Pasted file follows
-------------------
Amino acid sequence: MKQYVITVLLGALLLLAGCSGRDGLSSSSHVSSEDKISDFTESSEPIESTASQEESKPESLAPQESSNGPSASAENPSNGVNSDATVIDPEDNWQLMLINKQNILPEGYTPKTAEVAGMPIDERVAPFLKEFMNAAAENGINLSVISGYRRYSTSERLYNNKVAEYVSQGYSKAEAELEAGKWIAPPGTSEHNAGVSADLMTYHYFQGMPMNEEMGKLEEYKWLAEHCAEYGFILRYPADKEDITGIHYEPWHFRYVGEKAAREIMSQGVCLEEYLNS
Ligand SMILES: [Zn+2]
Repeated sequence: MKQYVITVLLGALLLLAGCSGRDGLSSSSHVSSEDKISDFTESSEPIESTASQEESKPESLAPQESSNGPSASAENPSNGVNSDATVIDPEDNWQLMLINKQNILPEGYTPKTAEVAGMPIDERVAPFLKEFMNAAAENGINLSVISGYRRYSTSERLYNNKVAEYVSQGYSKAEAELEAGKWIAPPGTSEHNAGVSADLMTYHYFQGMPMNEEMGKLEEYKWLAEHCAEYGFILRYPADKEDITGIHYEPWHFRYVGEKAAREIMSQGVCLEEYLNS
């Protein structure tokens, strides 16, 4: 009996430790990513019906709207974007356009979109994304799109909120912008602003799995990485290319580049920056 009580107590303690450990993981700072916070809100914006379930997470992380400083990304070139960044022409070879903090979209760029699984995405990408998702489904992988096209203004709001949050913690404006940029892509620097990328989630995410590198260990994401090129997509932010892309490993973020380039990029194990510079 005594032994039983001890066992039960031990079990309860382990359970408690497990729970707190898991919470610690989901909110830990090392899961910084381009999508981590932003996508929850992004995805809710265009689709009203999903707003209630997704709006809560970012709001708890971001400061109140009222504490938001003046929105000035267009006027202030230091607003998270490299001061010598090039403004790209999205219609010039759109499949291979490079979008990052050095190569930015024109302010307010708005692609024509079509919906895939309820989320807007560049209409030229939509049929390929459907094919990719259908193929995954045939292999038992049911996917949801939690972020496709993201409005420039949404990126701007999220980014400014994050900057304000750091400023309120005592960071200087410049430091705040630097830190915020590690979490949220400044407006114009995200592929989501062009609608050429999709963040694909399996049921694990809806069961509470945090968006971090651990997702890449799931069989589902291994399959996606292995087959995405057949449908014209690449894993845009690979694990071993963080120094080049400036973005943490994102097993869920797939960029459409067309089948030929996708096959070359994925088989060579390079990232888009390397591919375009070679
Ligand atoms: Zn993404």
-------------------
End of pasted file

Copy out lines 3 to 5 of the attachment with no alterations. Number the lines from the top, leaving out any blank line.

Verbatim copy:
Repeated sequence: MKQYVITVLLGALLLLAGCSGRDGLSSSSHVSSEDKISDFTESSEPIESTASQEESKPESLAPQESSNGPSASAENPSNGVNSDATVIDPEDNWQLMLINKQNILPEGYTPKTAEVAGMPIDERVAPFLKEFMNAAAENGINLSVISGYRRYSTSERLYNNKVAEYVSQGYSKAEAELEAGKWIAPPGTSEHNAGVSADLMTYHYFQGMPMNEEMGKLEEYKWLAEHCAEYGFILRYPADKEDITGIHYEPWHFRYVGEKAAREIMSQGVCLEEYLNS
């Protein structure tokens, strides 16, 4: 009996430790990513019906709207974007356009979109994304799109909120912008602003799995990485290319580049920056 009580107590303690450990993981700072916070809100914006379930997470992380400083990304070139960044022409070879903090979209760029699984995405990408998702489904992988096209203004709001949050913690404006940029892509620097990328989630995410590198260990994401090129997509932010892309490993973020380039990029194990510079 005594032994039983001890066992039960031990079990309860382990359970408690497990729970707190898991919470610690989901909110830990090392899961910084381009999508981590932003996508929850992004995805809710265009689709009203999903707003209630997704709006809560970012709001708890971001400061109140009222504490938001003046929105000035267009006027202030230091607003998270490299001061010598090039403004790209999205219609010039759109499949291979490079979008990052050095190569930015024109302010307010708005692609024509079509919906895939309820989320807007560049209409030229939509049929390929459907094919990719259908193929995954045939292999038992049911996917949801939690972020496709993201409005420039949404990126701007999220980014400014994050900057304000750091400023309120005592960071200087410049430091705040630097830190915020590690979490949220400044407006114009995200592929989501062009609608050429999709963040694909399996049921694990809806069961509470945090968006971090651990997702890449799931069989589902291994399959996606292995087959995405057949449908014209690449894993845009690979694990071993963080120094080049400036973005943490994102097993869920797939960029459409067309089948030929996708096959070359994925088989060579390079990232888009390397591919375009070679
Ligand atoms: Zn993404």